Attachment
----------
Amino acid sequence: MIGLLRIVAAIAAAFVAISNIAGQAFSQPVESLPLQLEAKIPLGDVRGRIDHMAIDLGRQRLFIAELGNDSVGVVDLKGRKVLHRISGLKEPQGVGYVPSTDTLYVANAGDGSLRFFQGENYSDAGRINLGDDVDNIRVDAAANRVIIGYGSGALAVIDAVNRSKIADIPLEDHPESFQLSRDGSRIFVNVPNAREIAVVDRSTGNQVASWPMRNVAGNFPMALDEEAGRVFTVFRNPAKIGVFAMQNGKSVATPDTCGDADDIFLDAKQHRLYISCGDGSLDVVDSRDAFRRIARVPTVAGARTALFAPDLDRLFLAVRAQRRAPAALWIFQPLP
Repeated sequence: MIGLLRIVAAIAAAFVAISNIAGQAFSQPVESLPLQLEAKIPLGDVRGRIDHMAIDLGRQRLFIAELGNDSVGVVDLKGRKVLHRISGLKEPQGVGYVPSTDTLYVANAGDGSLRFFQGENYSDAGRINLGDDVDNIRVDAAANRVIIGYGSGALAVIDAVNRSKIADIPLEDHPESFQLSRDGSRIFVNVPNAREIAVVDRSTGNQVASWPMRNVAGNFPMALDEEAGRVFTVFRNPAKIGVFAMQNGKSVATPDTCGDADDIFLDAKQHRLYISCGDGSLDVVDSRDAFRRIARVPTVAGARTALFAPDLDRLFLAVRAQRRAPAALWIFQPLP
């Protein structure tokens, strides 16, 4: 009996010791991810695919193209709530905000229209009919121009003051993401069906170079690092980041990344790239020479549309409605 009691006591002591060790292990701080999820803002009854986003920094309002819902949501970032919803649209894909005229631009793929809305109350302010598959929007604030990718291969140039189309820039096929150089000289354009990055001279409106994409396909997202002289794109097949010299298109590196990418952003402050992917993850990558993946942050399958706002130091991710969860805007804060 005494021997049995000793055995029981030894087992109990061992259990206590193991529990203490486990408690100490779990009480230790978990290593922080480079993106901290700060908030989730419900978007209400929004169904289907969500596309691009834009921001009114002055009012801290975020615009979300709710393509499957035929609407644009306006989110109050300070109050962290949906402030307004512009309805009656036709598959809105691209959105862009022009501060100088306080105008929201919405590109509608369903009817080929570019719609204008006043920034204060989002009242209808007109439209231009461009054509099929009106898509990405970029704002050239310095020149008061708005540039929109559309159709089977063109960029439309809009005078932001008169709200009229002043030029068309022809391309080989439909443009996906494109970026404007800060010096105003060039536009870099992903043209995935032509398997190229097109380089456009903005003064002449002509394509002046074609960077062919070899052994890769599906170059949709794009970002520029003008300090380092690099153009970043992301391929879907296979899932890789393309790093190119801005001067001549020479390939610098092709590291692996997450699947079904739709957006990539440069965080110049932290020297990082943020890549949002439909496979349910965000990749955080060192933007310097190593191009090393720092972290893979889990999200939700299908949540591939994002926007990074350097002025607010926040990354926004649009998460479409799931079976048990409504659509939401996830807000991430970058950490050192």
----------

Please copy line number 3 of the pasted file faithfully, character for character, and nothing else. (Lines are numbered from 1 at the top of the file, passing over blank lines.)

């Protein structure tokens, strides 16, 4: 009996010791991810695919193209709530905000229209009919121009003051993401069906170079690092980041990344790239020479549309409605 009691006591002591060790292990701080999820803002009854986003920094309002819902949501970032919803649209894909005229631009793929809305109350302010598959929007604030990718291969140039189309820039096929150089000289354009990055001279409106994409396909997202002289794109097949010299298109590196990418952003402050992917993850990558993946942050399958706002130091991710969860805007804060 005494021997049995000793055995029981030894087992109990061992259990206590193991529990203490486990408690100490779990009480230790978990290593922080480079993106901290700060908030989730419900978007209400929004169904289907969500596309691009834009921001009114002055009012801290975020615009979300709710393509499957035929609407644009306006989110109050300070109050962290949906402030307004512009309805009656036709598959809105691209959105862009022009501060100088306080105008929201919405590109509608369903009817080929570019719609204008006043920034204060989002009242209808007109439209231009461009054509099929009106898509990405970029704002050239310095020149008061708005540039929109559309159709089977063109960029439309809009005078932001008169709200009229002043030029068309022809391309080989439909443009996906494109970026404007800060010096105003060039536009870099992903043209995935032509398997190229097109380089456009903005003064002449002509394509002046074609960077062919070899052994890769599906170059949709794009970002520029003008300090380092690099153009970043992301391929879907296979899932890789393309790093190119801005001067001549020479390939610098092709590291692996997450699947079904739709957006990539440069965080110049932290020297990082943020890549949002439909496979349910965000990749955080060192933007310097190593191009090393720092972290893979889990999200939700299908949540591939994002926007990074350097002025607010926040990354926004649009998460479409799931079976048990409504659509939401996830807000991430970058950490050192």